Bruh, hearing that made me flash back to my sibling’s father from my mother’s first marriage, he is an immigrant from India. Couple months ago, I was riding with him and I asked how he learned to drive, which lead to a story about his father teaching him, and we got into how his father worked for the government, was cool with everyone, didn’t fuck with the caste system, was pro India, and just a cool ass hands on guy. I told my sister and brother about this conversation in passing later on, and they looked at me in bewilderment and confusion with a tint of “you sonuva—‘” type envy. “He… never told us much of him.” my sister said. I’m like, “Did y’all ever ask?” My brother commented, “Yes.– I think he kept it to himself to add that air of mystery about him, so the fear was still fresh for us. You can’t let the kids know too much about you, then you lose that fear. That’s leverage.”

There’s a lot of jokes that center around being the child of immigrant jokes that some may not relate to but they’re still bars. Minhaj highlights those Brown / POC struggles and even if you don’t apply to you, them shits are still funny from the outside looking in. Plus, if you’re Black / POC they may parallel with certain talks or instance from your own life experiences growing up. Minhaj hits on generational gaps, and progresses through his set from his adolescent years with his father, then his family and then to his adult years with his career. Perspective also plays a huge part in Minhaj’s special. We get to see him get perspectives flip on his come up, revenge, and the Brown / Black / POC struggle of always having to be the bigger person.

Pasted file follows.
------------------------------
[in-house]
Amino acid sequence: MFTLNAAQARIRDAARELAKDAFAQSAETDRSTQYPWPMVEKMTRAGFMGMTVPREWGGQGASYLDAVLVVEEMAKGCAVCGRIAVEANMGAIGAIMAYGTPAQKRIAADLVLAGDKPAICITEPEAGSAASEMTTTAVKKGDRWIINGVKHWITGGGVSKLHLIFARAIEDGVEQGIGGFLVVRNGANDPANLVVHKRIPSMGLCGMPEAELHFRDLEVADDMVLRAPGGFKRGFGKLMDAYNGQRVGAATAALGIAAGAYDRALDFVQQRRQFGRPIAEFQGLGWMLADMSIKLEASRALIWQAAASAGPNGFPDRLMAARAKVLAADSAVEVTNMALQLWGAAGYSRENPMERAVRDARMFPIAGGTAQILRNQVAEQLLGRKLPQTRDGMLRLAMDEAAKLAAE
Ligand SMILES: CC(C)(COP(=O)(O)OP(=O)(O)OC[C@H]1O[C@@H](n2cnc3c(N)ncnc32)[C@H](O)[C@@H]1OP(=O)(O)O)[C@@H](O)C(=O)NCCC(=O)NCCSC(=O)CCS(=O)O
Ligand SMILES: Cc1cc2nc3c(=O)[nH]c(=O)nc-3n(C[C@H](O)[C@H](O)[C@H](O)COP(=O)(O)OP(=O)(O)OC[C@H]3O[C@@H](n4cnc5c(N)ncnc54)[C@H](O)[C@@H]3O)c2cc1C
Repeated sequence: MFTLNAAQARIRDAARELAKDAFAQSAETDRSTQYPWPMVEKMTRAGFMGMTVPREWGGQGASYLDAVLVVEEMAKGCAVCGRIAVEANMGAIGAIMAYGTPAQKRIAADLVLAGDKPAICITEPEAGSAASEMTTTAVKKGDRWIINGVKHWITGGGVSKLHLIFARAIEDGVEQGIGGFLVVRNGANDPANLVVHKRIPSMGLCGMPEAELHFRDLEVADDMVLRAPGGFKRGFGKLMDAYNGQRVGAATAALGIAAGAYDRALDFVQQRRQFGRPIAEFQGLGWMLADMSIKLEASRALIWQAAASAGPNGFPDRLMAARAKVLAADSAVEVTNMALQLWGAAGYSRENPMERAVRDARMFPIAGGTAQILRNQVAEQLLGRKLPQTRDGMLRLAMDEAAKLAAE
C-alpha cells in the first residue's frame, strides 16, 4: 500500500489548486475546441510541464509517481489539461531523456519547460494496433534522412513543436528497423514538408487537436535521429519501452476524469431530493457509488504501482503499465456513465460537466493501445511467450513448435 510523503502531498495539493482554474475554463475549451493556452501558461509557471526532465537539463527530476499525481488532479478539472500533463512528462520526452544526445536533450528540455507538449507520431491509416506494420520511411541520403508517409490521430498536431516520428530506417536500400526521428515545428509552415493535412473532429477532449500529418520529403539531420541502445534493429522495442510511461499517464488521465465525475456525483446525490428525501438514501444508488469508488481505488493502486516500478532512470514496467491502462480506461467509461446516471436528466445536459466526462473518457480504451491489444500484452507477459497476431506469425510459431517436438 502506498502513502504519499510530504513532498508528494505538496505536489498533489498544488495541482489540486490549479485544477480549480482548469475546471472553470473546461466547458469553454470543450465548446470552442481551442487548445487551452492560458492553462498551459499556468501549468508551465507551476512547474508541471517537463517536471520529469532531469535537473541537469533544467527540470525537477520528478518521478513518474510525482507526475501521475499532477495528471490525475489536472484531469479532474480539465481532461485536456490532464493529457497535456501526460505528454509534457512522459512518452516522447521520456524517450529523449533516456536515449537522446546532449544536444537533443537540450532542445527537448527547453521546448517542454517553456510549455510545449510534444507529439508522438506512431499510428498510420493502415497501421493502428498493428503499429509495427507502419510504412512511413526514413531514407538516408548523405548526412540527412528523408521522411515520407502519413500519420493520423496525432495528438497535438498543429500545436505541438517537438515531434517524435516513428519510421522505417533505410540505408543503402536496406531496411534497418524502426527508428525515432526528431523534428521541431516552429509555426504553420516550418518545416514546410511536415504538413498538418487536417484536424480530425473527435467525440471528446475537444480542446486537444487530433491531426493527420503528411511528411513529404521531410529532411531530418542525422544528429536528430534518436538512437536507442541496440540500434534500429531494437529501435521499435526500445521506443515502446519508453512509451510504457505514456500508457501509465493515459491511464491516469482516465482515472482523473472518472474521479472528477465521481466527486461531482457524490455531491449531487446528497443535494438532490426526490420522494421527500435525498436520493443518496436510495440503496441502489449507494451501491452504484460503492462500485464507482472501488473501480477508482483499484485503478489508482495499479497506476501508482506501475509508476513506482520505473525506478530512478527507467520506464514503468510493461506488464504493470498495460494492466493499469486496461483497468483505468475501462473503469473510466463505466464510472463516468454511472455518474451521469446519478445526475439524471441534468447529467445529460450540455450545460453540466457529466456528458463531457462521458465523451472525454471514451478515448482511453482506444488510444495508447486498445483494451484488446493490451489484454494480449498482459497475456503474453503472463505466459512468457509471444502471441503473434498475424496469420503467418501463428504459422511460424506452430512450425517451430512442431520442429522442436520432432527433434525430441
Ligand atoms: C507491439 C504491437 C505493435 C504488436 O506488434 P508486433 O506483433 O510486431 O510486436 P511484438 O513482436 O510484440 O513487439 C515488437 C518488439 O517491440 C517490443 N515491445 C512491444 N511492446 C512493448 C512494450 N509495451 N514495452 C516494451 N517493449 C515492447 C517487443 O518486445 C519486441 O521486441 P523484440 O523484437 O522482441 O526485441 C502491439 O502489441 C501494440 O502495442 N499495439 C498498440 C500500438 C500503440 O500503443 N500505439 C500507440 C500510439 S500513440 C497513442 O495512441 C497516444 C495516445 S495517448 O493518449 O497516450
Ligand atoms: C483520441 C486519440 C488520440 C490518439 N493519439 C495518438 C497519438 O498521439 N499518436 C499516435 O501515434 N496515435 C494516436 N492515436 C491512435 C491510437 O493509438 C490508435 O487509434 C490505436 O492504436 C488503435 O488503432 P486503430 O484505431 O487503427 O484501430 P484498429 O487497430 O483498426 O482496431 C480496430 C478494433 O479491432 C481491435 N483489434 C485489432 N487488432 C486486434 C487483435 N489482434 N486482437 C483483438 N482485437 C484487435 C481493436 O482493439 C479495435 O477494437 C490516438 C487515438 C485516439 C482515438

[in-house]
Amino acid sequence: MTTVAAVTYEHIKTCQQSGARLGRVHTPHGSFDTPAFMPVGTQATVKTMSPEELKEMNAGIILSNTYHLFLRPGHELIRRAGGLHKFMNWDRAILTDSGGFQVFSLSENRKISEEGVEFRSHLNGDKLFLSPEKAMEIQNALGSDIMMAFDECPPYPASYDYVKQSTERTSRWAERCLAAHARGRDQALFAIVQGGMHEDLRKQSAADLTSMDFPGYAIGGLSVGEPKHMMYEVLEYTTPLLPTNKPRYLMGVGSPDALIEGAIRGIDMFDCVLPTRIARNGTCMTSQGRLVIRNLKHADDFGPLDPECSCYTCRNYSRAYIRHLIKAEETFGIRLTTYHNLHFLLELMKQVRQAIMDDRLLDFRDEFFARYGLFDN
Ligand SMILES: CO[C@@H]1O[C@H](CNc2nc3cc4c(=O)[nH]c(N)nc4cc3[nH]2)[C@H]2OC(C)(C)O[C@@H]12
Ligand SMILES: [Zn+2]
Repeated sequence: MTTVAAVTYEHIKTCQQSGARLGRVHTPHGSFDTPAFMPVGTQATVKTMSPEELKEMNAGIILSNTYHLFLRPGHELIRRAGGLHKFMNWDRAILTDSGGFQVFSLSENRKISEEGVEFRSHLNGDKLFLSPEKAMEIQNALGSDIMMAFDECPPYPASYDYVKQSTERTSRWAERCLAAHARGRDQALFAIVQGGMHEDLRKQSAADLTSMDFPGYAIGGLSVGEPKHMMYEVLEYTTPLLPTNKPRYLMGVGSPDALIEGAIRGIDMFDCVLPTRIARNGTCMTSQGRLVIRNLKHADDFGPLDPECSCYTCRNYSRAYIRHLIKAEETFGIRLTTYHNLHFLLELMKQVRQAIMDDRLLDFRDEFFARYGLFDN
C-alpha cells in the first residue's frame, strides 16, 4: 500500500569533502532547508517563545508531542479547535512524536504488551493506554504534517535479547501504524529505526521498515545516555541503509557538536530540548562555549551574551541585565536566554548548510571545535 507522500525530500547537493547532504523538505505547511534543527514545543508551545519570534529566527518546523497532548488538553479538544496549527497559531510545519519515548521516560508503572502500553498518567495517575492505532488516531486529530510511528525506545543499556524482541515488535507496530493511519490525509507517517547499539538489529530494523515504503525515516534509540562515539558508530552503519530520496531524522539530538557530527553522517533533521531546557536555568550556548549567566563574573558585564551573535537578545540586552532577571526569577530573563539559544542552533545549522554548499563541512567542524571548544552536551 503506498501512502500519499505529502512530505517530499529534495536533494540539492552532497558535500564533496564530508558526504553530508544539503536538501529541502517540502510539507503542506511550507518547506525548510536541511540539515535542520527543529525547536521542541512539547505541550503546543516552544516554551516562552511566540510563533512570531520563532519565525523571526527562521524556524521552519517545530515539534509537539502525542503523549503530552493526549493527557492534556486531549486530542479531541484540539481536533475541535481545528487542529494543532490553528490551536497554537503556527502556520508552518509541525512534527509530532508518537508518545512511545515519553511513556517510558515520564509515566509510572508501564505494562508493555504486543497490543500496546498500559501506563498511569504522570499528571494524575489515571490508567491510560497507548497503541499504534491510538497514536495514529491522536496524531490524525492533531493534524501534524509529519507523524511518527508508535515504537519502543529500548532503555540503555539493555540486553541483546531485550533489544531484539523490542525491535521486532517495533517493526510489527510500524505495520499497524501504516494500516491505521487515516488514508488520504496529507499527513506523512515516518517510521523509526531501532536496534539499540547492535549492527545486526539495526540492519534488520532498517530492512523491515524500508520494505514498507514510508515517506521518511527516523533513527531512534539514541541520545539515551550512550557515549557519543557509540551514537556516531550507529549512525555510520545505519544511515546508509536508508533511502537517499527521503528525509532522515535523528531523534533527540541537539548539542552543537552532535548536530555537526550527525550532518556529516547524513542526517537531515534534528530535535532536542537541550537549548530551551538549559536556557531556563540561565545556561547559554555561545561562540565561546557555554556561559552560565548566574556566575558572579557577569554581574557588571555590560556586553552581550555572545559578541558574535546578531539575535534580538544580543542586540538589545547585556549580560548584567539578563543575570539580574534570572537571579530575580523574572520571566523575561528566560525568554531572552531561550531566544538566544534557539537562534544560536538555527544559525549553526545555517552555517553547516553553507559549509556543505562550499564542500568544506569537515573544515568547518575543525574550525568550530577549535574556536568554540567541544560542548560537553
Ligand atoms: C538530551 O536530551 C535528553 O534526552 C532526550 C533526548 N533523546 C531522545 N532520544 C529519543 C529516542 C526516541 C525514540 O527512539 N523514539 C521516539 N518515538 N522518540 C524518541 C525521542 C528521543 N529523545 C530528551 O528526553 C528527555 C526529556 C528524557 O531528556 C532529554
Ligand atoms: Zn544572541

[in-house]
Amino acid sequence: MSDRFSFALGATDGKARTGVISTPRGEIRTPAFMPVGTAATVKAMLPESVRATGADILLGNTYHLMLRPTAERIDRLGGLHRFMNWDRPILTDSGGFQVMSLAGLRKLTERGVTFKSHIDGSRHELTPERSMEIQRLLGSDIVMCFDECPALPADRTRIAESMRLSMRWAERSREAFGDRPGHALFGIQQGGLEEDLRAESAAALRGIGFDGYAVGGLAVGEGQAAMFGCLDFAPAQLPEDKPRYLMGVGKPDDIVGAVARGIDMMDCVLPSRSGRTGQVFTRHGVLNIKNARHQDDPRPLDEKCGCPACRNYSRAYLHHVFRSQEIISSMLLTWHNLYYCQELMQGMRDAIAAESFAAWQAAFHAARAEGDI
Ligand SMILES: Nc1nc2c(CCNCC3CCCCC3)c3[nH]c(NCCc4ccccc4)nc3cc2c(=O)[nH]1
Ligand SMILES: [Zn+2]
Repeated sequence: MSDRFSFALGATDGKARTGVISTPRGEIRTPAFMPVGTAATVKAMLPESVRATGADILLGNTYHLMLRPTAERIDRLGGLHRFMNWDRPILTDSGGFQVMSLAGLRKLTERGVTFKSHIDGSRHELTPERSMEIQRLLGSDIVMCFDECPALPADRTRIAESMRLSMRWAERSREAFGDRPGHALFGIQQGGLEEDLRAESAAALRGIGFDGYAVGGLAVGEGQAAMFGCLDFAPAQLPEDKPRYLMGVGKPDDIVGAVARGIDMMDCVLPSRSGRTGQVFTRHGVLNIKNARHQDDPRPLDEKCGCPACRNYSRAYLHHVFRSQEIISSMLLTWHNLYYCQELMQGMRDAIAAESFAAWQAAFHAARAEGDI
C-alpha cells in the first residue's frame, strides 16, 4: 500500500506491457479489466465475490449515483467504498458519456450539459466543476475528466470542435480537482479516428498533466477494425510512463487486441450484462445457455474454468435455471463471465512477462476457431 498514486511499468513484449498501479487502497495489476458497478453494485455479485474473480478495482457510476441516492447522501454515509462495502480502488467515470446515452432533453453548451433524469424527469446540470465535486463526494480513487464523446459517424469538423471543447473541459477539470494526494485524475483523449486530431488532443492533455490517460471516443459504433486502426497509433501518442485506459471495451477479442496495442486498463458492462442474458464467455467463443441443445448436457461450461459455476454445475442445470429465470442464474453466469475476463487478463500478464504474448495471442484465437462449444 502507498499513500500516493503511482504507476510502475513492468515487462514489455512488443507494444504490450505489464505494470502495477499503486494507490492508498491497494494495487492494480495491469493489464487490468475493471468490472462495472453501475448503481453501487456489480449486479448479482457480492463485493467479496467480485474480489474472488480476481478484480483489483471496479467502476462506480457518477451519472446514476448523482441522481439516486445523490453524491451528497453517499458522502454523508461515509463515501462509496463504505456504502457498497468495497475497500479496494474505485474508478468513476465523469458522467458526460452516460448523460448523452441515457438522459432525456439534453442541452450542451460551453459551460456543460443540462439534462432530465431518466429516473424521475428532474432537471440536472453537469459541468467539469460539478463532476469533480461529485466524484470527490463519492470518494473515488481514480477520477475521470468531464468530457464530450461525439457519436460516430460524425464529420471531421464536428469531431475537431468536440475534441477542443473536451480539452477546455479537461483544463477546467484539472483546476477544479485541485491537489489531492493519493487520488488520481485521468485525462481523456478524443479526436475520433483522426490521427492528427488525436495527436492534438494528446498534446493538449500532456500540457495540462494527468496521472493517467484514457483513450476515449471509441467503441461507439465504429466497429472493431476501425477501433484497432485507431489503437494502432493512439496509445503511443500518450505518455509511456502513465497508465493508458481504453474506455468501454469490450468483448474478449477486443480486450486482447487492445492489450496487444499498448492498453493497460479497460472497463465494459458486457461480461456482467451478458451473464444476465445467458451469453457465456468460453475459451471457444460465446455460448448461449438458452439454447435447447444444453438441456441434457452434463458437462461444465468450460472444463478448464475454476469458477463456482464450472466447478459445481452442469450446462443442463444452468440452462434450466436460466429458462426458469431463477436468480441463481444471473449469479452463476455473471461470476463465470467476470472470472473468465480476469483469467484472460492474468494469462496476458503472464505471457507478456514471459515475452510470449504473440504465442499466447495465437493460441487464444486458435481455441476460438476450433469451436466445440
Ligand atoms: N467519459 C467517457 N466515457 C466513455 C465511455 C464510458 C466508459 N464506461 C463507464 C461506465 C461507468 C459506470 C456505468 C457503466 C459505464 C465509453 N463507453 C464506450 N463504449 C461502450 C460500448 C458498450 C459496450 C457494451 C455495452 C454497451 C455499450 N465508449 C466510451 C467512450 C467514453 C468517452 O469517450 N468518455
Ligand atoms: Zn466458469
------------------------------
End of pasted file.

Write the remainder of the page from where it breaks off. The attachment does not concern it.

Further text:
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Now, let’s talking about the performance of this shit right quick. What makes Homecoming King stand out is Minhaj’s movement through out the special. You can tell this shit, is built like a one man show (found out later it was an off Broadway play) but it moves like a story should move. As someone recounting their life, experiences, and moments that defined them with a friend. It’s this step away from the back and forth pacing with the wired or wireless microphone that has Homecoming King feel as if it is a Ted Talk.